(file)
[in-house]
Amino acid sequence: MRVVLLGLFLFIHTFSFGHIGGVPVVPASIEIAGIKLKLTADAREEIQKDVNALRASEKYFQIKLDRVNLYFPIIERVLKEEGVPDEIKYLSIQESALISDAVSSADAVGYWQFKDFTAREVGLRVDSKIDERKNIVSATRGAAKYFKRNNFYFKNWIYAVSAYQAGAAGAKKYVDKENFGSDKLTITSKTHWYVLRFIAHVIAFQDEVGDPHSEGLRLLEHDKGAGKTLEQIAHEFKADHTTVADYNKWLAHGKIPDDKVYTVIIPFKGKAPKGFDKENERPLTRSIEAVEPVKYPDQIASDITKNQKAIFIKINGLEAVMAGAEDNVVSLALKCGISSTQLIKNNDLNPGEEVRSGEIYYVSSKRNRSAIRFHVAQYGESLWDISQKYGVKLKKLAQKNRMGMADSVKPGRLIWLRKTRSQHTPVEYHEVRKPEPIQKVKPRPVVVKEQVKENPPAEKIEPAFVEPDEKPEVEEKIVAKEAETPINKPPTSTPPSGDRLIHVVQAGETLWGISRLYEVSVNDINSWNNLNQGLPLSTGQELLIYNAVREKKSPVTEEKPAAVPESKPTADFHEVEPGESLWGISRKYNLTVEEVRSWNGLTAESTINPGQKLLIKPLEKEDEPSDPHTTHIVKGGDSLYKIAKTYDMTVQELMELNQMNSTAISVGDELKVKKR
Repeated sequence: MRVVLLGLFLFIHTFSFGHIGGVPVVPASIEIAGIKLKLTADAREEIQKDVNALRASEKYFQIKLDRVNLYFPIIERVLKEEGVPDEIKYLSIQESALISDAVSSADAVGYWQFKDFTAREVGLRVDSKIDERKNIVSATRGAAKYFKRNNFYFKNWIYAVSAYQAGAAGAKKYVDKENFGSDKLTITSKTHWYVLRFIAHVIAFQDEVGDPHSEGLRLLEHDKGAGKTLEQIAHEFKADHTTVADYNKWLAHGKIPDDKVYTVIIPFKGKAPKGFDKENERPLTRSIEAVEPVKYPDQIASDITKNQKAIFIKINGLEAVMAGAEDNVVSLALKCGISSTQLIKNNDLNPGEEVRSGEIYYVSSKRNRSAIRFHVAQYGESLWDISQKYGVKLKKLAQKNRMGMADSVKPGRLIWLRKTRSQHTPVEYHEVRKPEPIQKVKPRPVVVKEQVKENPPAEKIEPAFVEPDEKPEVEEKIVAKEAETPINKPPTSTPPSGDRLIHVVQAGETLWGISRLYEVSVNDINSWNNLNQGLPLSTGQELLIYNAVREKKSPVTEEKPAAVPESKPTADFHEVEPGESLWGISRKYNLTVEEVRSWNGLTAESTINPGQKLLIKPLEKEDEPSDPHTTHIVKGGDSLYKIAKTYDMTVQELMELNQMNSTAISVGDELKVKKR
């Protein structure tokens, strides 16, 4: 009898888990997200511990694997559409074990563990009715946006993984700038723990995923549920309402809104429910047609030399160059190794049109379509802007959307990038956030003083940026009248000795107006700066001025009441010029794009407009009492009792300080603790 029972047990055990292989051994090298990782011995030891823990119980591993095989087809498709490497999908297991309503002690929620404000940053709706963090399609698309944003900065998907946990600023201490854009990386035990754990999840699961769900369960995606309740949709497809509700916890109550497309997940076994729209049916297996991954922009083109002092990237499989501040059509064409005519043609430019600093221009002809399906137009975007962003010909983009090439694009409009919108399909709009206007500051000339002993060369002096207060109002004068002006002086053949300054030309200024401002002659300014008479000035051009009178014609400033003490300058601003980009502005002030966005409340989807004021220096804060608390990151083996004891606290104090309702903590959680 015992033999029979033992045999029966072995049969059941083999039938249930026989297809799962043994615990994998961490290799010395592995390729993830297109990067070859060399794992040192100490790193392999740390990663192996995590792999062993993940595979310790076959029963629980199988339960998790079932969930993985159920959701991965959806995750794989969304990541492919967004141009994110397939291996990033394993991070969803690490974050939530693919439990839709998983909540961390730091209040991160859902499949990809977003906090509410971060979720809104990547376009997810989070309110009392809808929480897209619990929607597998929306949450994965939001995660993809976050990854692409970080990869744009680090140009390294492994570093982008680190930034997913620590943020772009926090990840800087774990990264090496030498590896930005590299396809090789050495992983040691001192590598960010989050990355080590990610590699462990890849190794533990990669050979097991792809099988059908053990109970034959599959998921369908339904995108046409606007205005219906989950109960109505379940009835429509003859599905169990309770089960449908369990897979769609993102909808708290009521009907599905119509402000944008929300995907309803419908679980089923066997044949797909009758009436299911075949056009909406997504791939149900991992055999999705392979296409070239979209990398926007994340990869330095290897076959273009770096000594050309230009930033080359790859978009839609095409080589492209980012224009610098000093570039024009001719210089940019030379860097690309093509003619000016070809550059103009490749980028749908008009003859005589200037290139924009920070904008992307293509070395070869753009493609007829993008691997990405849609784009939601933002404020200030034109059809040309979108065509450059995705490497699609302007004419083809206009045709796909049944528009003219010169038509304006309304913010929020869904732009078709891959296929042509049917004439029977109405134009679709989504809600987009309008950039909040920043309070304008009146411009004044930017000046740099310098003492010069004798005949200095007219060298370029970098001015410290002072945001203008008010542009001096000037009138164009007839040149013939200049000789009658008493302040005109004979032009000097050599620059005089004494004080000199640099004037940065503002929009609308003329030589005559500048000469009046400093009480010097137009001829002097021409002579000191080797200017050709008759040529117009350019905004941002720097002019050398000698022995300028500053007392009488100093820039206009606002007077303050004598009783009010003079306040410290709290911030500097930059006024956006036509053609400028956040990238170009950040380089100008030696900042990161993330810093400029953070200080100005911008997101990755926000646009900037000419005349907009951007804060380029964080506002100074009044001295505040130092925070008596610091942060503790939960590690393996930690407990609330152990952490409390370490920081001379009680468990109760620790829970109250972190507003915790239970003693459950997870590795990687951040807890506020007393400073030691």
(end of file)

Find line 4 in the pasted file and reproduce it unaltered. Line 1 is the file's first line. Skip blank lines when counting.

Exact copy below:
């Protein structure tokens, strides 16, 4: 009898888990997200511990694997559409074990563990009715946006993984700038723990995923549920309402809104429910047609030399160059190794049109379509802007959307990038956030003083940026009248000795107006700066001025009441010029794009407009009492009792300080603790 029972047990055990292989051994090298990782011995030891823990119980591993095989087809498709490497999908297991309503002690929620404000940053709706963090399609698309944003900065998907946990600023201490854009990386035990754990999840699961769900369960995606309740949709497809509700916890109550497309997940076994729209049916297996991954922009083109002092990237499989501040059509064409005519043609430019600093221009002809399906137009975007962003010909983009090439694009409009919108399909709009206007500051000339002993060369002096207060109002004068002006002086053949300054030309200024401002002659300014008479000035051009009178014609400033003490300058601003980009502005002030966005409340989807004021220096804060608390990151083996004891606290104090309702903590959680 015992033999029979033992045999029966072995049969059941083999039938249930026989297809799962043994615990994998961490290799010395592995390729993830297109990067070859060399794992040192100490790193392999740390990663192996995590792999062993993940595979310790076959029963629980199988339960998790079932969930993985159920959701991965959806995750794989969304990541492919967004141009994110397939291996990033394993991070969803690490974050939530693919439990839709998983909540961390730091209040991160859902499949990809977003906090509410971060979720809104990547376009997810989070309110009392809808929480897209619990929607597998929306949450994965939001995660993809976050990854692409970080990869744009680090140009390294492994570093982008680190930034997913620590943020772009926090990840800087774990990264090496030498590896930005590299396809090789050495992983040691001192590598960010989050990355080590990610590699462990890849190794533990990669050979097991792809099988059908053990109970034959599959998921369908339904995108046409606007205005219906989950109960109505379940009835429509003859599905169990309770089960449908369990897979769609993102909808708290009521009907599905119509402000944008929300995907309803419908679980089923066997044949797909009758009436299911075949056009909406997504791939149900991992055999999705392979296409070239979209990398926007994340990869330095290897076959273009770096000594050309230009930033080359790859978009839609095409080589492209980012224009610098000093570039024009001719210089940019030379860097690309093509003619000016070809550059103009490749980028749908008009003859005589200037290139924009920070904008992307293509070395070869753009493609007829993008691997990405849609784009939601933002404020200030034109059809040309979108065509450059995705490497699609302007004419083809206009045709796909049944528009003219010169038509304006309304913010929020869904732009078709891959296929042509049917004439029977109405134009679709989504809600987009309008950039909040920043309070304008009146411009004044930017000046740099310098003492010069004798005949200095007219060298370029970098001015410290002072945001203008008010542009001096000037009138164009007839040149013939200049000789009658008493302040005109004979032009000097050599620059005089004494004080000199640099004037940065503002929009609308003329030589005559500048000469009046400093009480010097137009001829002097021409002579000191080797200017050709008759040529117009350019905004941002720097002019050398000698022995300028500053007392009488100093820039206009606002007077303050004598009783009010003079306040410290709290911030500097930059006024956006036509053609400028956040990238170009950040380089100008030696900042990161993330810093400029953070200080100005911008997101990755926000646009900037000419005349907009951007804060380029964080506002100074009044001295505040130092925070008596610091942060503790939960590690393996930690407990609330152990952490409390370490920081001379009680468990109760620790829970109250972190507003915790239970003693459950997870590795990687951040807890506020007393400073030691």